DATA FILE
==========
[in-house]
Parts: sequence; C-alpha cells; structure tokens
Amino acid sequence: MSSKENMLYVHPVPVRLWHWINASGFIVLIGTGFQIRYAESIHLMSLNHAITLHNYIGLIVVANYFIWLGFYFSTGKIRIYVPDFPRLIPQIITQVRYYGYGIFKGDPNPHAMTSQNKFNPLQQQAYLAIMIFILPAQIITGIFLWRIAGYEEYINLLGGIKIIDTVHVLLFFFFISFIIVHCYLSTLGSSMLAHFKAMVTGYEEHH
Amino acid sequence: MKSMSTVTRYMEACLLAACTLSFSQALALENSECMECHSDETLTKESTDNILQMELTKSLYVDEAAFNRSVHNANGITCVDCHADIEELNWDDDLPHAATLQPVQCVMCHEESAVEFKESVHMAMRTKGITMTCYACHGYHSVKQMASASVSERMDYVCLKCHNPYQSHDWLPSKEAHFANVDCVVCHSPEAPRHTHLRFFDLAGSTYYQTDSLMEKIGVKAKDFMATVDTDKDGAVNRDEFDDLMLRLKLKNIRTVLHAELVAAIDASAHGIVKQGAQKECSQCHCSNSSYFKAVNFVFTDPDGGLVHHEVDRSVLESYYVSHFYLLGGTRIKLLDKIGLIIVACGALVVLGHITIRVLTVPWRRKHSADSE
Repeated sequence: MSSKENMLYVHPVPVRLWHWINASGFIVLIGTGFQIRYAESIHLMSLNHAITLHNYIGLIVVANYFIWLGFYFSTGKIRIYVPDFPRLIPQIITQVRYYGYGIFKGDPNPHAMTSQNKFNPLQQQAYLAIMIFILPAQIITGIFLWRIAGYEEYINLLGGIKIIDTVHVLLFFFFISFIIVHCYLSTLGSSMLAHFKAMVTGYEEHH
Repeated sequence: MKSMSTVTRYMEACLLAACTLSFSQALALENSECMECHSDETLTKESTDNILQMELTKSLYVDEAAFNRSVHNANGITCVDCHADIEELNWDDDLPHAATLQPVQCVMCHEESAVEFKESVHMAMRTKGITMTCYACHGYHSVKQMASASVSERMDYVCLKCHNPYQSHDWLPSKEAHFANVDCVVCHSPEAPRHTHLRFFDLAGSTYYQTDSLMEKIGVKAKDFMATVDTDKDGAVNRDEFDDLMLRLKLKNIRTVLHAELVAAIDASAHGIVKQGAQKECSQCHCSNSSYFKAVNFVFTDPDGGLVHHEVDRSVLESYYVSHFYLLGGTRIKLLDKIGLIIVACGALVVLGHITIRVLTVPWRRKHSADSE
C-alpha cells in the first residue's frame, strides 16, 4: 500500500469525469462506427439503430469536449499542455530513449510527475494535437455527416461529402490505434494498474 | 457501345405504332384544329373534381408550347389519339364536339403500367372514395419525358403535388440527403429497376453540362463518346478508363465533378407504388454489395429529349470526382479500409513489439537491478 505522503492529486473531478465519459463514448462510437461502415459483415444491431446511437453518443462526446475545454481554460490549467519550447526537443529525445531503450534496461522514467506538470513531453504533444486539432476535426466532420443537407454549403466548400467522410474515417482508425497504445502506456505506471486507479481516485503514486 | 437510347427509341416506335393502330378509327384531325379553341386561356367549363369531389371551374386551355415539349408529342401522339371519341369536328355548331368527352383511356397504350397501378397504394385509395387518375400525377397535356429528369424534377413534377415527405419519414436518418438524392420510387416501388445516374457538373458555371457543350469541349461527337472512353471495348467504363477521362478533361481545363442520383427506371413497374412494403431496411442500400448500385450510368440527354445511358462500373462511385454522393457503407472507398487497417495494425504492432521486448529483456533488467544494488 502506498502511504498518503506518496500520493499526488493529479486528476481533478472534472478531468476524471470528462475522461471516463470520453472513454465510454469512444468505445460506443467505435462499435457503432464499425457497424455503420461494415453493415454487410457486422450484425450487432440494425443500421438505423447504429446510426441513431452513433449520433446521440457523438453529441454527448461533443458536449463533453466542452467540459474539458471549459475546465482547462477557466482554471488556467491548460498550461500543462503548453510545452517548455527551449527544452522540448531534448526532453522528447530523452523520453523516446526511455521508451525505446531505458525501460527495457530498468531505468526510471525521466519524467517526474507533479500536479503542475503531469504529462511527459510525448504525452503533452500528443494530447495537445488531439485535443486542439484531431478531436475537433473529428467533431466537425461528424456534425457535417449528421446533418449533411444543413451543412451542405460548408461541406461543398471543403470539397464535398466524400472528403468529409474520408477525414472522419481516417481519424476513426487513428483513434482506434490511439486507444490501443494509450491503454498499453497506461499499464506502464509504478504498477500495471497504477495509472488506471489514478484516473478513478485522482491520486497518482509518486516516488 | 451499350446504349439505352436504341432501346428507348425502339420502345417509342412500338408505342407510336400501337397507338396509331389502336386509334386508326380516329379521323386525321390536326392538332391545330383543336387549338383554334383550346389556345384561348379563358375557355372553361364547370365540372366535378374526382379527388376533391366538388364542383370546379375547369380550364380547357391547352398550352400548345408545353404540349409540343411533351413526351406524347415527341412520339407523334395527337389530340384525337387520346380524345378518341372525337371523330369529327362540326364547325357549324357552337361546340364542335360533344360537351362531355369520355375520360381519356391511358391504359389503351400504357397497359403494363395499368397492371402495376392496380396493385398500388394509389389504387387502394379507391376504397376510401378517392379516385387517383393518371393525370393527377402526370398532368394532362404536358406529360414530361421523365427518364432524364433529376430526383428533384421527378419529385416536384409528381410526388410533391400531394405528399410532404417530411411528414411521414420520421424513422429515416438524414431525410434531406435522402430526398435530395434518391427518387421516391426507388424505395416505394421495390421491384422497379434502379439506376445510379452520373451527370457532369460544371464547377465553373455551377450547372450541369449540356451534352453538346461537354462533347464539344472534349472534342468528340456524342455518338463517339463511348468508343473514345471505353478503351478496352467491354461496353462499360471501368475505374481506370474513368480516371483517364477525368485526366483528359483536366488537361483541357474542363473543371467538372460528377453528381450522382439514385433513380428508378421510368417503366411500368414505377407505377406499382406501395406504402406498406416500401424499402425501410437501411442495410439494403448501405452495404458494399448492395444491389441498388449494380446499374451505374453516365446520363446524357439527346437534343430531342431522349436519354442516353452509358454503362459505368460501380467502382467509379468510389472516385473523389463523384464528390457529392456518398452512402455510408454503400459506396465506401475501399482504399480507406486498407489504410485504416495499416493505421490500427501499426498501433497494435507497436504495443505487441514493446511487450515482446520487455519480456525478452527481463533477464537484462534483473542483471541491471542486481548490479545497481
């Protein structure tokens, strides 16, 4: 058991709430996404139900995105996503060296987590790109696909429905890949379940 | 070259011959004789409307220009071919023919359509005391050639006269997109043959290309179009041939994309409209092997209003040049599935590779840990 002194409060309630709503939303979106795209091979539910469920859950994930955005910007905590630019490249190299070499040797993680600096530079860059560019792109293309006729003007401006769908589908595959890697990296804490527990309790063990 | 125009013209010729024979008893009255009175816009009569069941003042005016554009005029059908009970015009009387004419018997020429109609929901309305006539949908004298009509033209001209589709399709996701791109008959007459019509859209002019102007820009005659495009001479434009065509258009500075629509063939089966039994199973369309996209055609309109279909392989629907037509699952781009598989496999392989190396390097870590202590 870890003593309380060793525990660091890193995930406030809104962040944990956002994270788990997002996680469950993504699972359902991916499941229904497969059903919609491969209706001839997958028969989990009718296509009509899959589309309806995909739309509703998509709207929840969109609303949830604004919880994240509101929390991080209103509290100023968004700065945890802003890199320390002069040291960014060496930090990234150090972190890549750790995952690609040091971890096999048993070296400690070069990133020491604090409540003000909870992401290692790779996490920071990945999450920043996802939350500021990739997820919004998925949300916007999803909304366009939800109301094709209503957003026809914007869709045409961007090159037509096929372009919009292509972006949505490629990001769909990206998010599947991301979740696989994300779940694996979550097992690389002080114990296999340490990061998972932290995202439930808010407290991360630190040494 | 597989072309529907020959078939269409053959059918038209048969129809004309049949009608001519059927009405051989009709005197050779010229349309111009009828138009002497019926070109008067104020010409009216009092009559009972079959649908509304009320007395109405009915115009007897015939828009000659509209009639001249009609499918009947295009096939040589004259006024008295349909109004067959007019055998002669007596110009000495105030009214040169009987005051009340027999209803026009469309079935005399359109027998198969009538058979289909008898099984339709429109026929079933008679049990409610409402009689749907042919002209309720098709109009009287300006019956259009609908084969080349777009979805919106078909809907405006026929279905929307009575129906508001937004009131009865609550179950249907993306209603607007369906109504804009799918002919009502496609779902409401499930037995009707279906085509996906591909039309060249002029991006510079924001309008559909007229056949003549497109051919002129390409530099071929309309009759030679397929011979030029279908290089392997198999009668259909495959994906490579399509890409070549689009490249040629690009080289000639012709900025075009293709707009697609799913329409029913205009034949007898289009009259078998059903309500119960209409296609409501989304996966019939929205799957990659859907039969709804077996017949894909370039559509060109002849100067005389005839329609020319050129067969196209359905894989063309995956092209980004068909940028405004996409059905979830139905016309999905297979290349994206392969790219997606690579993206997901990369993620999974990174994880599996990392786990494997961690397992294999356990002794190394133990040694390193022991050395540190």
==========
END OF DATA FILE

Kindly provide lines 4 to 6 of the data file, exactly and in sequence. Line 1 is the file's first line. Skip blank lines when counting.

Amino acid sequence: MKSMSTVTRYMEACLLAACTLSFSQALALENSECMECHSDETLTKESTDNILQMELTKSLYVDEAAFNRSVHNANGITCVDCHADIEELNWDDDLPHAATLQPVQCVMCHEESAVEFKESVHMAMRTKGITMTCYACHGYHSVKQMASASVSERMDYVCLKCHNPYQSHDWLPSKEAHFANVDCVVCHSPEAPRHTHLRFFDLAGSTYYQTDSLMEKIGVKAKDFMATVDTDKDGAVNRDEFDDLMLRLKLKNIRTVLHAELVAAIDASAHGIVKQGAQKECSQCHCSNSSYFKAVNFVFTDPDGGLVHHEVDRSVLESYYVSHFYLLGGTRIKLLDKIGLIIVACGALVVLGHITIRVLTVPWRRKHSADSE
Repeated sequence: MSSKENMLYVHPVPVRLWHWINASGFIVLIGTGFQIRYAESIHLMSLNHAITLHNYIGLIVVANYFIWLGFYFSTGKIRIYVPDFPRLIPQIITQVRYYGYGIFKGDPNPHAMTSQNKFNPLQQQAYLAIMIFILPAQIITGIFLWRIAGYEEYINLLGGIKIIDTVHVLLFFFFISFIIVHCYLSTLGSSMLAHFKAMVTGYEEHH
Repeated sequence: MKSMSTVTRYMEACLLAACTLSFSQALALENSECMECHSDETLTKESTDNILQMELTKSLYVDEAAFNRSVHNANGITCVDCHADIEELNWDDDLPHAATLQPVQCVMCHEESAVEFKESVHMAMRTKGITMTCYACHGYHSVKQMASASVSERMDYVCLKCHNPYQSHDWLPSKEAHFANVDCVVCHSPEAPRHTHLRFFDLAGSTYYQTDSLMEKIGVKAKDFMATVDTDKDGAVNRDEFDDLMLRLKLKNIRTVLHAELVAAIDASAHGIVKQGAQKECSQCHCSNSSYFKAVNFVFTDPDGGLVHHEVDRSVLESYYVSHFYLLGGTRIKLLDKIGLIIVACGALVVLGHITIRVLTVPWRRKHSADSE